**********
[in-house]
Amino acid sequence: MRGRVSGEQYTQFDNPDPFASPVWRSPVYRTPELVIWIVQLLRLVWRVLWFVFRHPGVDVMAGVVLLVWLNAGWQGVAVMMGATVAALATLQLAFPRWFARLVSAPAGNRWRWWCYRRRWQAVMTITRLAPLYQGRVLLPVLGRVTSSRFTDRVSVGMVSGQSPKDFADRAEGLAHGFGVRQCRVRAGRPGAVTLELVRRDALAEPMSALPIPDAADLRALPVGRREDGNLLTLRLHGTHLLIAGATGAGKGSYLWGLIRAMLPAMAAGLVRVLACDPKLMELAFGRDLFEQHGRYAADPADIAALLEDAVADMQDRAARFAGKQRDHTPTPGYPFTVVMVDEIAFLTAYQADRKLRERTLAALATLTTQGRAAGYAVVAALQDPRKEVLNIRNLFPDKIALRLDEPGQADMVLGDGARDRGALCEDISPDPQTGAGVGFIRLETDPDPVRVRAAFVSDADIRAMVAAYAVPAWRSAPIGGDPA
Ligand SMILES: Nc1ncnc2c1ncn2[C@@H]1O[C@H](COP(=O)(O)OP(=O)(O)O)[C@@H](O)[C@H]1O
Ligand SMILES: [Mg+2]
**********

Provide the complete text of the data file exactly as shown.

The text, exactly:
[in-house]
Amino acid sequence: MRGRVSGEQYTQFDNPDPFASPVWRSPVYRTPELVIWIVQLLRLVWRVLWFVFRHPGVDVMAGVVLLVWLNAGWQGVAVMMGATVAALATLQLAFPRWFARLVSAPAGNRWRWWCYRRRWQAVMTITRLAPLYQGRVLLPVLGRVTSSRFTDRVSVGMVSGQSPKDFADRAEGLAHGFGVRQCRVRAGRPGAVTLELVRRDALAEPMSALPIPDAADLRALPVGRREDGNLLTLRLHGTHLLIAGATGAGKGSYLWGLIRAMLPAMAAGLVRVLACDPKLMELAFGRDLFEQHGRYAADPADIAALLEDAVADMQDRAARFAGKQRDHTPTPGYPFTVVMVDEIAFLTAYQADRKLRERTLAALATLTTQGRAAGYAVVAALQDPRKEVLNIRNLFPDKIALRLDEPGQADMVLGDGARDRGALCEDISPDPQTGAGVGFIRLETDPDPVRVRAAFVSDADIRAMVAAYAVPAWRSAPIGGDPA
Ligand SMILES: Nc1ncnc2c1ncn2[C@@H]1O[C@H](COP(=O)(O)OP(=O)(O)O)[C@@H](O)[C@H]1O
Ligand SMILES: [Mg+2]